Video of the original Gessell presentation made by Day and Pommersheim.

Confederate Symbols & Episcopal Churches Workshop: Tools for Leading Change


Based on a curriculum developed by organizers the Rev. Kellan Day, T’19, and the Rev. Hannah Pommersheim, T’19, during their senior year in seminary of the School of Theology as John M. Gessell Social Ethics Fellows, a pilot workshop has been developed to equip Episcopal clergy with tools for reconciling Confederate symbols in their parishes. Day and Pommersheim spoke with 13 priests and bishops from around the country with experience in this area and created multiple case studies from their research. As a result, they developed a curriculum that covers three main areas: theological underpinnings, arts and symbols, and best practices.

"Confederate Symbols & Episcopal Churches: Tools for Leading Change" will take place on the campus of the University of the South from Nov. 5–7, 2019. Workshop sessions will be led by a teaching faculty composed of University professors and Episcopal clergy as well as Day and Pommersheim. Dr. Shelley MacLaren, curator of the University Art Gallery, and Dr. Woody Register, director of The Roberson Project on Slavery, Race, and Reconciliation, will teach the section on arts and symbols. The Rev. Jamie Osborne, T’17, associate rector of St. John’s Montgomery, Alabama, will teach the section on theological underpinnings. The Rev. Molly Bosscher, T’08, rector of St. Andrew’s Grand Rapids, Michigan, and former associate at St. Paul’s, Richmond, Virginia, will conduct the part on best practices.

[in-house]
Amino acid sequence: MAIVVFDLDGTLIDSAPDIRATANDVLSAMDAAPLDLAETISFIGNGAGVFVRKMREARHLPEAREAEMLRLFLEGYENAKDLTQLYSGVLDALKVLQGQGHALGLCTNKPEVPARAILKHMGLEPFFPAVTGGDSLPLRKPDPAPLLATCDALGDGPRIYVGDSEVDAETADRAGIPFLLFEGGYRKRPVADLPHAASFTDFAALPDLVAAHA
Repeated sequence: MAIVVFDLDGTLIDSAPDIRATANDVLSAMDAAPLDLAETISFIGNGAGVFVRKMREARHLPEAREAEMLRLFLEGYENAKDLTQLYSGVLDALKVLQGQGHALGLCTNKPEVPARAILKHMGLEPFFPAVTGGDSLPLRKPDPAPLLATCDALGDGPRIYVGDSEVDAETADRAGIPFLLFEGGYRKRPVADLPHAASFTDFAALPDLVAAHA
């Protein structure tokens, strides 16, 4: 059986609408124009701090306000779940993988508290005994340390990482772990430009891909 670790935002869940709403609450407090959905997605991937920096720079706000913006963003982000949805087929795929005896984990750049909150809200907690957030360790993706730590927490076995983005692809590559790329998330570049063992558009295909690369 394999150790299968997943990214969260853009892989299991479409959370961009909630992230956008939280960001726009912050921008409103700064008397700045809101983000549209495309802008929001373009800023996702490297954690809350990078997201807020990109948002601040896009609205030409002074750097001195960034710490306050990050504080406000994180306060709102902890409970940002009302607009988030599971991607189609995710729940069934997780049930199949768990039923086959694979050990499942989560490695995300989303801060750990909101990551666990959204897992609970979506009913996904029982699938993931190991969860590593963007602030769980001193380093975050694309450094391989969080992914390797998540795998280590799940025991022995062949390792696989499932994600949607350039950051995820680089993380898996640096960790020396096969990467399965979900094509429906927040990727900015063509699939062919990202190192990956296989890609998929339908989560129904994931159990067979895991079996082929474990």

This pilot workshop is currently accepting 10–15 participants who are clergy currently working at an Episcopal parish that has a Confederate symbol or Confederate history. Additionally, participants in this first pilot will be part of an ongoing cohort of clergy supporting each other. Meals and workshop materials will be covered. Participants are expected to cover their own travel and lodging costs.


Based on the results of the pilot, this training or curriculum could be more widely available for lay people or other clergy interested in these topics who aren’t currently serving in such parishes.


Clergy in parishes with Confederate symbols: Register Here for the Workshop.

Lay people or cle‌rgy in other parishes: Sign up to join our email list about future workshops and projects here.



The Sewanee Project on Slavery, Race, and Reconciliation

This pilot workshop is made possible by a grant from the Jessie Ball duPont Fund. The workshop is supported by the Sewanee Project on Slavery, Race, and Reconciliation.  Sewanee’s six-year initiative is investigating the universities historical entanglements with slavery and slavery’s legacies. The Project encompasses the period starting with the university’s origins in the 1850s and up through the long century of Jim Crow racial oppression and injustice after the Civil War. To learn more about the Project’s work visit the website or Facebook page.